Self-awareness is a requirement in order to see differently. In a series of five short reflections entitled “Learning How to See”, Richard Rohr identifies 13 different types of bias which we can possess without knowing it.
He begins with ‘confirmation bias’, in which “we judge new ideas based on the ease with which they fit in with and confirm the only standard we have: old ideas, old information, and trusted authorities.” As a result, we tend to exclude anything that “doesn’t fit”.
Another bias is ‘complexity bias’ in which “our brains prefer a simple falsehood to a complex truth”.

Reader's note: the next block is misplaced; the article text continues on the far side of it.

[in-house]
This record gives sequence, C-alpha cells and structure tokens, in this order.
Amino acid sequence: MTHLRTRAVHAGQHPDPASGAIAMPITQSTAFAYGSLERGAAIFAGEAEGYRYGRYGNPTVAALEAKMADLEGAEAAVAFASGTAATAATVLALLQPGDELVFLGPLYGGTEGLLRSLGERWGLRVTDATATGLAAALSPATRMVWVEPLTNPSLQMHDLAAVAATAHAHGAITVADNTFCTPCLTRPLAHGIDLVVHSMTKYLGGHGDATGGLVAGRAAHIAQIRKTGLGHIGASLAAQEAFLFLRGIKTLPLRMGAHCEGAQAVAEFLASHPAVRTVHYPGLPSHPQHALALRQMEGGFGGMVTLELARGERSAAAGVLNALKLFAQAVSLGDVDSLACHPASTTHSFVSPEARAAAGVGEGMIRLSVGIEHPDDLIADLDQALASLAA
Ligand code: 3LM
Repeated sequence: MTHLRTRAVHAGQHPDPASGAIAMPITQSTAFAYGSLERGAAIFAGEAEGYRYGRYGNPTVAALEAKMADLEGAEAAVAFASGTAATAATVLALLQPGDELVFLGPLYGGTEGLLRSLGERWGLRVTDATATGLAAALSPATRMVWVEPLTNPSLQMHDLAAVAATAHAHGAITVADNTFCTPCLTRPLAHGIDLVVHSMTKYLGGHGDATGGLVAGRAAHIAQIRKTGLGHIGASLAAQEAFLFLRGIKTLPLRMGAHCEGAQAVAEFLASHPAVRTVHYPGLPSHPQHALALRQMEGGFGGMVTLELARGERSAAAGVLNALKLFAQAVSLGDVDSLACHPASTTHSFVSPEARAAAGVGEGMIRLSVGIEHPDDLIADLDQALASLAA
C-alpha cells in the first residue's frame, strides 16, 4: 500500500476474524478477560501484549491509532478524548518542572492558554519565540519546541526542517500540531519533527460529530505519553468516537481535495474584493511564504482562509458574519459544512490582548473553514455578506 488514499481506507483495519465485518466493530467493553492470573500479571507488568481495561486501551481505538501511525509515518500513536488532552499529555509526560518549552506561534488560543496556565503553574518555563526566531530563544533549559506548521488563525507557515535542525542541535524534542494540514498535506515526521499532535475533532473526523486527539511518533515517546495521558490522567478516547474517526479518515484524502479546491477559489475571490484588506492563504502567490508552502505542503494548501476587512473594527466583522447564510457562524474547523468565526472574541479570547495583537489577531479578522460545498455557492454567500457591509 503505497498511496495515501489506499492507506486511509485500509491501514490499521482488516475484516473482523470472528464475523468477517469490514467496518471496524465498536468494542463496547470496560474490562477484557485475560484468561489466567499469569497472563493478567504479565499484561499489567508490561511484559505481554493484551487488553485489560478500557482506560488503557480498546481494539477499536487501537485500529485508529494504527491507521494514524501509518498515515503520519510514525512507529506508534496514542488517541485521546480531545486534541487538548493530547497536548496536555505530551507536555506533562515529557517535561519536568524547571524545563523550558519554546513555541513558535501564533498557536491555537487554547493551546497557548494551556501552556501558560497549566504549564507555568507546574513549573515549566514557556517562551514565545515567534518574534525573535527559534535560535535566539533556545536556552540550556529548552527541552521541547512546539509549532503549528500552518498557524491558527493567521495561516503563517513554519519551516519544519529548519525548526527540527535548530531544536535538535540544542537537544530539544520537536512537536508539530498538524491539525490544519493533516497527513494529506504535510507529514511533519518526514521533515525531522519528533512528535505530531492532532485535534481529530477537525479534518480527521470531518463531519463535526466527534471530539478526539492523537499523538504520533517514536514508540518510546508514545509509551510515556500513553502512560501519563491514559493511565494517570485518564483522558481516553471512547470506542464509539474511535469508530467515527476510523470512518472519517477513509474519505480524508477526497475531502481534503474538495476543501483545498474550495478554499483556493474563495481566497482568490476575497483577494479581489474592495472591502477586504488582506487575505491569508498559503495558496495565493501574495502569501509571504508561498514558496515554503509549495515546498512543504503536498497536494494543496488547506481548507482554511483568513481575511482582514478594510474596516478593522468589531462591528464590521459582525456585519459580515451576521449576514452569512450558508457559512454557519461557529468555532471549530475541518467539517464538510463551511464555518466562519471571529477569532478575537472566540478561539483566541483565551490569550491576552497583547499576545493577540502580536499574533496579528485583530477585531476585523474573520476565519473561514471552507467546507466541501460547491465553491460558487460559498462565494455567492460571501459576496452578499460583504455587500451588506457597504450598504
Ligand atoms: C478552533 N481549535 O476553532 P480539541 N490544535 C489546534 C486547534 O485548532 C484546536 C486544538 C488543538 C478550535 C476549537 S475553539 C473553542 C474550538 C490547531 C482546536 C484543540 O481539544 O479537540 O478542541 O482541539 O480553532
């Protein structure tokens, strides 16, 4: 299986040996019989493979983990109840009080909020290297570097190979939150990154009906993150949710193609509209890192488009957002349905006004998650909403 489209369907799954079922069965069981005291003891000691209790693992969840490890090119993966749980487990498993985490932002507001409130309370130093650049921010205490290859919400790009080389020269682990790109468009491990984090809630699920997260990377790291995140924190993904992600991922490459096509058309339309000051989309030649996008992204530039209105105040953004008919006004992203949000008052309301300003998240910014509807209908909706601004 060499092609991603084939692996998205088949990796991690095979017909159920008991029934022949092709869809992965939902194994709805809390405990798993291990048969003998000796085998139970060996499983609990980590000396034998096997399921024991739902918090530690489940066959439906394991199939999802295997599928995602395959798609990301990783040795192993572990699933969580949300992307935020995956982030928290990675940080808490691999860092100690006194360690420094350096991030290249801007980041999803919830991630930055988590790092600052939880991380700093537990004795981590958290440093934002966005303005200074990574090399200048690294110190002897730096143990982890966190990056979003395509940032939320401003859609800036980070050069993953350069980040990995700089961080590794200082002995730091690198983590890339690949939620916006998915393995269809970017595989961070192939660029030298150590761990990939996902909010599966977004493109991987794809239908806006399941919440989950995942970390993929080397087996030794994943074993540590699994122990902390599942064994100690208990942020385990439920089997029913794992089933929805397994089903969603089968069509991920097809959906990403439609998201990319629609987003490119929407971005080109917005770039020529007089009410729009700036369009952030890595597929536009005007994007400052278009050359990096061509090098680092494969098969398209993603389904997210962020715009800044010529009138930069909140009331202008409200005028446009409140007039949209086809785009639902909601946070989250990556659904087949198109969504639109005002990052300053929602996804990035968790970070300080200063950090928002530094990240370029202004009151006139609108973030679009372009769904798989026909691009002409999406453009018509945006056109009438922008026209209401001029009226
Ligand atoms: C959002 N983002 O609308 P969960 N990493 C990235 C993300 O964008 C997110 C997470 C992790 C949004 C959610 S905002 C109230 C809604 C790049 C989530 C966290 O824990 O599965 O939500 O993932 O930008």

Yet another is ‘contact bias’, wherein “a lack of personal and ongoing contact with people who are different from us causes us to fail to see them for who they truly are”.
The reflections conclude with an exercise developed by Anthony de Mello to expand our self-awareness and to support our ability to see in a new way. Access these challenging reflections at www.newpilgrimpath.ie.